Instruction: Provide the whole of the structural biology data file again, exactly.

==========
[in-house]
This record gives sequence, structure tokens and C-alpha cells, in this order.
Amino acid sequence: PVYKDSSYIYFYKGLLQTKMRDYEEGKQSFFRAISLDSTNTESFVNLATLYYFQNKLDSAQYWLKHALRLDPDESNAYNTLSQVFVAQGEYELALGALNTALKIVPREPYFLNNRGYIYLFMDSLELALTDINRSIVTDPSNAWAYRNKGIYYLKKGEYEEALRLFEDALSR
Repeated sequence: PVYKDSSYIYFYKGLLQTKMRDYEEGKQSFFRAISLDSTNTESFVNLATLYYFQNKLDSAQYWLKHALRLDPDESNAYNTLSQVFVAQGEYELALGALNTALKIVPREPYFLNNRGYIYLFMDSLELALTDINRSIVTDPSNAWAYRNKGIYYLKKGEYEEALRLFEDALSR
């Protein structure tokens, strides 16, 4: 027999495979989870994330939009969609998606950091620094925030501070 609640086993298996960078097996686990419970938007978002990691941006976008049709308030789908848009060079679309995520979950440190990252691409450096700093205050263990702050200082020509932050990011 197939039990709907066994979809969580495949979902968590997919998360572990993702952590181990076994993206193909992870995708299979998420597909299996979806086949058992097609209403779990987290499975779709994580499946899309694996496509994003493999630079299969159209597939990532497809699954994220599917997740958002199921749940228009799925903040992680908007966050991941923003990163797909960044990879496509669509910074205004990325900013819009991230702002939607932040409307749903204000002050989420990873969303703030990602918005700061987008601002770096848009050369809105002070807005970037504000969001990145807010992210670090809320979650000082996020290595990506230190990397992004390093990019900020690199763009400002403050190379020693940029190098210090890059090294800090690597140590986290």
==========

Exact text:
[in-house]
This record gives sequence, structure tokens and C-alpha cells, in this order.
Amino acid sequence: PVYKDSSYIYFYKGLLQTKMRDYEEGKQSFFRAISLDSTNTESFVNLATLYYFQNKLDSAQYWLKHALRLDPDESNAYNTLSQVFVAQGEYELALGALNTALKIVPREPYFLNNRGYIYLFMDSLELALTDINRSIVTDPSNAWAYRNKGIYYLKKGEYEEALRLFEDALSR
Repeated sequence: PVYKDSSYIYFYKGLLQTKMRDYEEGKQSFFRAISLDSTNTESFVNLATLYYFQNKLDSAQYWLKHALRLDPDESNAYNTLSQVFVAQGEYELALGALNTALKIVPREPYFLNNRGYIYLFMDSLELALTDINRSIVTDPSNAWAYRNKGIYYLKKGEYEEALRLFEDALSR
């Protein structure tokens, strides 16, 4: 027999495979989870994330939009969609998606950091620094925030501070 609640086993298996960078097996686990419970938007978002990691941006976008049709308030789908848009060079679309995520979950440190990252691409450096700093205050263990702050200082020509932050990011 197939039990709907066994979809969580495949979902968590997919998360572990993702952590181990076994993206193909992870995708299979998420597909299996979806086949058992097609209403779990987290499975779709994580499946899309694996496509994003493999630079299969159209597939990532497809699954994220599917997740958002199921749940228009799925903040992680908007966050991941923003990163797909960044990879496509669509910074205004990325900013819009991230702002939607932040409307749903204000002050989420990873969303703030990602918005700061987008601002770096848009050369809105002070807005970037504000969001990145807010992210670090809320979650000082996020290595990506230190990397992004390093990019900020690199763009400002403050190379020693940029190098210090890059090294800090690597140590986290």